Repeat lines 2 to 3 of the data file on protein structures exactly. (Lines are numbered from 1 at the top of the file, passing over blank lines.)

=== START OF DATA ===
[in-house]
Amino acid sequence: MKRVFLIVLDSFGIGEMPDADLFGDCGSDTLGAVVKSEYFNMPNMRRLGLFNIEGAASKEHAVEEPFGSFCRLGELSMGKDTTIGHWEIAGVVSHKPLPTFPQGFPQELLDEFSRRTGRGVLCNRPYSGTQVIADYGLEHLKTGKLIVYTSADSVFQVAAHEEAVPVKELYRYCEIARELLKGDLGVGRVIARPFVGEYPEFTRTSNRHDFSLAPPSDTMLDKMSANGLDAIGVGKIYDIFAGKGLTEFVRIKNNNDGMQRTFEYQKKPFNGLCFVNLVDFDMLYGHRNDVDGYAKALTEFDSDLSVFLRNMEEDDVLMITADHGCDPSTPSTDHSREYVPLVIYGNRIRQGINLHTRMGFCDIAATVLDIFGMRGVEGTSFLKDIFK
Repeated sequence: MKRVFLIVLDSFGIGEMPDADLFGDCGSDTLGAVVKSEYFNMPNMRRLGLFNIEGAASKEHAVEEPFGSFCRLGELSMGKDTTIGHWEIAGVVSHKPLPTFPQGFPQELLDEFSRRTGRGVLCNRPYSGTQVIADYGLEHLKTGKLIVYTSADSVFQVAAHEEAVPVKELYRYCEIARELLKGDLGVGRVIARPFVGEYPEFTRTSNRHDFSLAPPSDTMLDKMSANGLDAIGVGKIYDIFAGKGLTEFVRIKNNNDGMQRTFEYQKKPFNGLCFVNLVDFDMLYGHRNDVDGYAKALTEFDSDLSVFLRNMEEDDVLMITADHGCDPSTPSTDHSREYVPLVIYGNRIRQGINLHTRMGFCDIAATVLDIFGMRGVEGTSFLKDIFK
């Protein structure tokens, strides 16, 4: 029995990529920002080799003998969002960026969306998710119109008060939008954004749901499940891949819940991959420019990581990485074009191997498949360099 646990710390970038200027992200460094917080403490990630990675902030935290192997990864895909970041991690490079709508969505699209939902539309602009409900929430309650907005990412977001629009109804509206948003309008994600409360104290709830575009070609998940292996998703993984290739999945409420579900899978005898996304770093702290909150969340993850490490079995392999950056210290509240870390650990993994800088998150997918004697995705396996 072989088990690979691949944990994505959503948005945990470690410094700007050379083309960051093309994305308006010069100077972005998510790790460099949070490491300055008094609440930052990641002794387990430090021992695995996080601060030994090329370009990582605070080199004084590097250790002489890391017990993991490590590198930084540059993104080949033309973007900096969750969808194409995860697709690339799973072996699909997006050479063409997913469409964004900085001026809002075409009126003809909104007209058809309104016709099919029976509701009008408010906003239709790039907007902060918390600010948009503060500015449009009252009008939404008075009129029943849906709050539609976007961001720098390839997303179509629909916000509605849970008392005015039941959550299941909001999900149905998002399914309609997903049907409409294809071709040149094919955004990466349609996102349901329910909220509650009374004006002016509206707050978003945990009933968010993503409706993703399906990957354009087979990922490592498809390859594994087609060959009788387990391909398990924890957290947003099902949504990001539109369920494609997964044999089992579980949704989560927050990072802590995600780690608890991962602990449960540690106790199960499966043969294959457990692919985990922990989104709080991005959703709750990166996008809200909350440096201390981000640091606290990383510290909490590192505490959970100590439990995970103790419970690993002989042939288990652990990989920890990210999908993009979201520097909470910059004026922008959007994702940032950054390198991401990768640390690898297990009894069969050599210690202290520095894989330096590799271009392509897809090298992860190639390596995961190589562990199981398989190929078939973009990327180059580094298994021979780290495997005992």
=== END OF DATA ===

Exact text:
Amino acid sequence: MKRVFLIVLDSFGIGEMPDADLFGDCGSDTLGAVVKSEYFNMPNMRRLGLFNIEGAASKEHAVEEPFGSFCRLGELSMGKDTTIGHWEIAGVVSHKPLPTFPQGFPQELLDEFSRRTGRGVLCNRPYSGTQVIADYGLEHLKTGKLIVYTSADSVFQVAAHEEAVPVKELYRYCEIARELLKGDLGVGRVIARPFVGEYPEFTRTSNRHDFSLAPPSDTMLDKMSANGLDAIGVGKIYDIFAGKGLTEFVRIKNNNDGMQRTFEYQKKPFNGLCFVNLVDFDMLYGHRNDVDGYAKALTEFDSDLSVFLRNMEEDDVLMITADHGCDPSTPSTDHSREYVPLVIYGNRIRQGINLHTRMGFCDIAATVLDIFGMRGVEGTSFLKDIFK
Repeated sequence: MKRVFLIVLDSFGIGEMPDADLFGDCGSDTLGAVVKSEYFNMPNMRRLGLFNIEGAASKEHAVEEPFGSFCRLGELSMGKDTTIGHWEIAGVVSHKPLPTFPQGFPQELLDEFSRRTGRGVLCNRPYSGTQVIADYGLEHLKTGKLIVYTSADSVFQVAAHEEAVPVKELYRYCEIARELLKGDLGVGRVIARPFVGEYPEFTRTSNRHDFSLAPPSDTMLDKMSANGLDAIGVGKIYDIFAGKGLTEFVRIKNNNDGMQRTFEYQKKPFNGLCFVNLVDFDMLYGHRNDVDGYAKALTEFDSDLSVFLRNMEEDDVLMITADHGCDPSTPSTDHSREYVPLVIYGNRIRQGINLHTRMGFCDIAATVLDIFGMRGVEGTSFLKDIFK